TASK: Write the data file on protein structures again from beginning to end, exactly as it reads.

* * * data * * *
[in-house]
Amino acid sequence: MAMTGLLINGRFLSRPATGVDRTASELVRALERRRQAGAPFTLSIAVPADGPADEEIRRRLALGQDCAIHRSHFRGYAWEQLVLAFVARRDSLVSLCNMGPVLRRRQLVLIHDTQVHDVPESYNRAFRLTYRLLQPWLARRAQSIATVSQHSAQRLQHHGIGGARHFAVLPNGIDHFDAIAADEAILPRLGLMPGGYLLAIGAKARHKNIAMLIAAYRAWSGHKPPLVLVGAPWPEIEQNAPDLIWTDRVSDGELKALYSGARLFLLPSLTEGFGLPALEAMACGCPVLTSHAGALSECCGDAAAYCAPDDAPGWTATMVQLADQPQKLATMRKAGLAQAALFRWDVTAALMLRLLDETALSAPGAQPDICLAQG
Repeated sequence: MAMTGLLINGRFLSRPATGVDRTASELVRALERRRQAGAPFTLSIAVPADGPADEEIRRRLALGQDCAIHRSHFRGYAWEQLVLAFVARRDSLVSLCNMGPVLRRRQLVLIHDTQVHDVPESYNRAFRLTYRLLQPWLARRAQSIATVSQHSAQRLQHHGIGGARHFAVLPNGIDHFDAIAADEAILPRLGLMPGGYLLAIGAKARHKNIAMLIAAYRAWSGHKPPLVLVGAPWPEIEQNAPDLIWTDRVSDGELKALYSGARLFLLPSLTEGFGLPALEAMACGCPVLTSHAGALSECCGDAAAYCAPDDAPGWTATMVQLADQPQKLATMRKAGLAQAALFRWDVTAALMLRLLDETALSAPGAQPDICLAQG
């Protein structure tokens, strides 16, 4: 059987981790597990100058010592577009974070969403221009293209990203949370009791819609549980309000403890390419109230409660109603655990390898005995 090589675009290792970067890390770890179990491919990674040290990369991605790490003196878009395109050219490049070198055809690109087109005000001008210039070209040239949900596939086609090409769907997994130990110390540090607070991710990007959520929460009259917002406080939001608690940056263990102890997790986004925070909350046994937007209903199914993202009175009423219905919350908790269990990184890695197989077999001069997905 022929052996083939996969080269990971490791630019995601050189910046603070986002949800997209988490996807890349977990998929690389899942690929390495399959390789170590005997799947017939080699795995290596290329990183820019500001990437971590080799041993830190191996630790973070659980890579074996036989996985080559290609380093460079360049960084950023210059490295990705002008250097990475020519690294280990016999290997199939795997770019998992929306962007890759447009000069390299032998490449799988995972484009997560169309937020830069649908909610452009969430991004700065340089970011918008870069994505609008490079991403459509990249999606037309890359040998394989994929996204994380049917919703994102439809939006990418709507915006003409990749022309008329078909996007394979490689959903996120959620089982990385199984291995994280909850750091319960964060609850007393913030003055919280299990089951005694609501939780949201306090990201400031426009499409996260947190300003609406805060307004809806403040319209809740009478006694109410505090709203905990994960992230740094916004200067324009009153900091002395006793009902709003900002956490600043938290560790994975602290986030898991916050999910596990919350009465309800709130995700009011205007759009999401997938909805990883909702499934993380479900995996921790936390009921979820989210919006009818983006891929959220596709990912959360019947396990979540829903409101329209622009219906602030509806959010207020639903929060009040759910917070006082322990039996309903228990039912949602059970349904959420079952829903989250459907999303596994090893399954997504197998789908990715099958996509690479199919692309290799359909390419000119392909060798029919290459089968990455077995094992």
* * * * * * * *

[in-house]
Amino acid sequence: MAMTGLLINGRFLSRPATGVDRTASELVRALERRRQAGAPFTLSIAVPADGPADEEIRRRLALGQDCAIHRSHFRGYAWEQLVLAFVARRDSLVSLCNMGPVLRRRQLVLIHDTQVHDVPESYNRAFRLTYRLLQPWLARRAQSIATVSQHSAQRLQHHGIGGARHFAVLPNGIDHFDAIAADEAILPRLGLMPGGYLLAIGAKARHKNIAMLIAAYRAWSGHKPPLVLVGAPWPEIEQNAPDLIWTDRVSDGELKALYSGARLFLLPSLTEGFGLPALEAMACGCPVLTSHAGALSECCGDAAAYCAPDDAPGWTATMVQLADQPQKLATMRKAGLAQAALFRWDVTAALMLRLLDETALSAPGAQPDICLAQG
Repeated sequence: MAMTGLLINGRFLSRPATGVDRTASELVRALERRRQAGAPFTLSIAVPADGPADEEIRRRLALGQDCAIHRSHFRGYAWEQLVLAFVARRDSLVSLCNMGPVLRRRQLVLIHDTQVHDVPESYNRAFRLTYRLLQPWLARRAQSIATVSQHSAQRLQHHGIGGARHFAVLPNGIDHFDAIAADEAILPRLGLMPGGYLLAIGAKARHKNIAMLIAAYRAWSGHKPPLVLVGAPWPEIEQNAPDLIWTDRVSDGELKALYSGARLFLLPSLTEGFGLPALEAMACGCPVLTSHAGALSECCGDAAAYCAPDDAPGWTATMVQLADQPQKLATMRKAGLAQAALFRWDVTAALMLRLLDETALSAPGAQPDICLAQG
């Protein structure tokens, strides 16, 4: 059987981790597990100058010592577009974070969403221009293209990203949370009791819609549980309000403890390419109230409660109603655990390898005995 090589675009290792970067890390770890179990491919990674040290990369991605790490003196878009395109050219490049070198055809690109087109005000001008210039070209040239949900596939086609090409769907997994130990110390540090607070991710990007959520929460009259917002406080939001608690940056263990102890997790986004925070909350046994937007209903199914993202009175009423219905919350908790269990990184890695197989077999001069997905 022929052996083939996969080269990971490791630019995601050189910046603070986002949800997209988490996807890349977990998929690389899942690929390495399959390789170590005997799947017939080699795995290596290329990183820019500001990437971590080799041993830190191996630790973070659980890579074996036989996985080559290609380093460079360049960084950023210059490295990705002008250097990475020519690294280990016999290997199939795997770019998992929306962007890759447009000069390299032998490449799988995972484009997560169309937020830069649908909610452009969430991004700065340089970011918008870069994505609008490079991403459509990249999606037309890359040998394989994929996204994380049917919703994102439809939006990418709507915006003409990749022309008329078909996007394979490689959903996120959620089982990385199984291995994280909850750091319960964060609850007393913030003055919280299990089951005694609501939780949201306090990201400031426009499409996260947190300003609406805060307004809806403040319209809740009478006694109410505090709203905990994960992230740094916004200067324009009153900091002395006793009902709003900002956490600043938290560790994975602290986030898991916050999910596990919350009465309800709130995700009011205007759009999401997938909805990883909702499934993380479900995996921790936390009921979820989210919006009818983006891929959220596709990912959360019947396990979540829903409101329209622009219906602030509806959010207020639903929060009040759910917070006082322990039996309903228990039912949602059970349904959420079952829903989250459907999303596994090893399954997504197998789908990715099958996509690479199919692309290799359909390419000119392909060798029919290459089968990455077995094992």